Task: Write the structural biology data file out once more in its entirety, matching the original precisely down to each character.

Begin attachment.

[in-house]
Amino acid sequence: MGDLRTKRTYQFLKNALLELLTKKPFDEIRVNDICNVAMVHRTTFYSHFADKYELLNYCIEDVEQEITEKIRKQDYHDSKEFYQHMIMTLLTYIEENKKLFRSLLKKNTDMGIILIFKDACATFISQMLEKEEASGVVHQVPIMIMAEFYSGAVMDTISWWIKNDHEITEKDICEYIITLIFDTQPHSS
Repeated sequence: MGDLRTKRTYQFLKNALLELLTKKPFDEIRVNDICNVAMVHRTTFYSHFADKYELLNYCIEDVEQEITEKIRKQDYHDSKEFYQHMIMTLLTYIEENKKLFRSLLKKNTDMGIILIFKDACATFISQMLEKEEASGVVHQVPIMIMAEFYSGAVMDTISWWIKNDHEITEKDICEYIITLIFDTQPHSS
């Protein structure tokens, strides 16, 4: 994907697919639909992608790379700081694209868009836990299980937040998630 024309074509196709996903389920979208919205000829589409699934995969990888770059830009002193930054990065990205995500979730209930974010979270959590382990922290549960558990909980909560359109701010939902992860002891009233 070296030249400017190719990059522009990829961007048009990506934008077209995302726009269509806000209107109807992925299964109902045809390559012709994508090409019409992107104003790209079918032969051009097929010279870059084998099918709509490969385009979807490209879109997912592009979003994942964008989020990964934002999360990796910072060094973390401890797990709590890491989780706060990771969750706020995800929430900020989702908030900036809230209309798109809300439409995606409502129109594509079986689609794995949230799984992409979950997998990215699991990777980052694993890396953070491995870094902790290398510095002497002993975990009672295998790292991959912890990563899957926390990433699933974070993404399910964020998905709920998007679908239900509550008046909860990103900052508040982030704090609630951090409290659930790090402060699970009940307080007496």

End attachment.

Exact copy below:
[in-house]
Amino acid sequence: MGDLRTKRTYQFLKNALLELLTKKPFDEIRVNDICNVAMVHRTTFYSHFADKYELLNYCIEDVEQEITEKIRKQDYHDSKEFYQHMIMTLLTYIEENKKLFRSLLKKNTDMGIILIFKDACATFISQMLEKEEASGVVHQVPIMIMAEFYSGAVMDTISWWIKNDHEITEKDICEYIITLIFDTQPHSS
Repeated sequence: MGDLRTKRTYQFLKNALLELLTKKPFDEIRVNDICNVAMVHRTTFYSHFADKYELLNYCIEDVEQEITEKIRKQDYHDSKEFYQHMIMTLLTYIEENKKLFRSLLKKNTDMGIILIFKDACATFISQMLEKEEASGVVHQVPIMIMAEFYSGAVMDTISWWIKNDHEITEKDICEYIITLIFDTQPHSS
């Protein structure tokens, strides 16, 4: 994907697919639909992608790379700081694209868009836990299980937040998630 024309074509196709996903389920979208919205000829589409699934995969990888770059830009002193930054990065990205995500979730209930974010979270959590382990922290549960558990909980909560359109701010939902992860002891009233 070296030249400017190719990059522009990829961007048009990506934008077209995302726009269509806000209107109807992925299964109902045809390559012709994508090409019409992107104003790209079918032969051009097929010279870059084998099918709509490969385009979807490209879109997912592009979003994942964008989020990964934002999360990796910072060094973390401890797990709590890491989780706060990771969750706020995800929430900020989702908030900036809230209309798109809300439409995606409502129109594509079986689609794995949230799984992409979950997998990215699991990777980052694993890396953070491995870094902790290398510095002497002993975990009672295998790292991959912890990563899957926390990433699933974070993404399910964020998905709920998007679908239900509550008046909860990103900052508040982030704090609630951090409290659930790090402060699970009940307080007496």